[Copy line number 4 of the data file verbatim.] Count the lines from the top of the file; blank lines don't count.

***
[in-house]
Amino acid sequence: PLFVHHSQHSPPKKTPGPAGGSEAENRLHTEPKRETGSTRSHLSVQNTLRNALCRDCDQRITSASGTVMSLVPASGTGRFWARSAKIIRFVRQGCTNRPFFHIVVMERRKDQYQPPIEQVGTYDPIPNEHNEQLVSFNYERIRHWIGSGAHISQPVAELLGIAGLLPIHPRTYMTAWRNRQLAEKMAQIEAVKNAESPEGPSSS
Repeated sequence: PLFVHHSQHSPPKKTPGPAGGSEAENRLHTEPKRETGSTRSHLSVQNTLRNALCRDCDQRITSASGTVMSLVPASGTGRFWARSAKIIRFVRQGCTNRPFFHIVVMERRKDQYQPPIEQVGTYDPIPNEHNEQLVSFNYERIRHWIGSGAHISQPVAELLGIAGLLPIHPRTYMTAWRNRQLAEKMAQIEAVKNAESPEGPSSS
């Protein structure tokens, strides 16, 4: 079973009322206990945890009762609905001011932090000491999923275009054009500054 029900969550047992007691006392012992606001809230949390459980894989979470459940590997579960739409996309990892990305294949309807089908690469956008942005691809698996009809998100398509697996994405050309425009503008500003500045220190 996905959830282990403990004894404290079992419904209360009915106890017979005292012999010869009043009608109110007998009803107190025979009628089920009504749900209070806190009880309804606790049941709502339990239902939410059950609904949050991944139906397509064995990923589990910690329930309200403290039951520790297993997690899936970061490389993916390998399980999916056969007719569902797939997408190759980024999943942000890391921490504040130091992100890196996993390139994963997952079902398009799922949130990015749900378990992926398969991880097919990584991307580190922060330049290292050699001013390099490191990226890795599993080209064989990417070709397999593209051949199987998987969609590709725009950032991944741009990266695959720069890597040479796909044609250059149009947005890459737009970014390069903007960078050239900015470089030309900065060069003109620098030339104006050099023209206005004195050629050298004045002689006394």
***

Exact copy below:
């Protein structure tokens, strides 16, 4: 079973009322206990945890009762609905001011932090000491999923275009054009500054 029900969550047992007691006392012992606001809230949390459980894989979470459940590997579960739409996309990892990305294949309807089908690469956008942005691809698996009809998100398509697996994405050309425009503008500003500045220190 996905959830282990403990004894404290079992419904209360009915106890017979005292012999010869009043009608109110007998009803107190025979009628089920009504749900209070806190009880309804606790049941709502339990239902939410059950609904949050991944139906397509064995990923589990910690329930309200403290039951520790297993997690899936970061490389993916390998399980999916056969007719569902797939997408190759980024999943942000890391921490504040130091992100890196996993390139994963997952079902398009799922949130990015749900378990992926398969991880097919990584991307580190922060330049290292050699001013390099490191990226890795599993080209064989990417070709397999593209051949199987998987969609590709725009950032991944741009990266695959720069890597040479796909044609250059149009947005890459737009970014390069903007960078050239900015470089030309900065060069003109620098030339104006050099023209206005004195050629050298004045002689006394």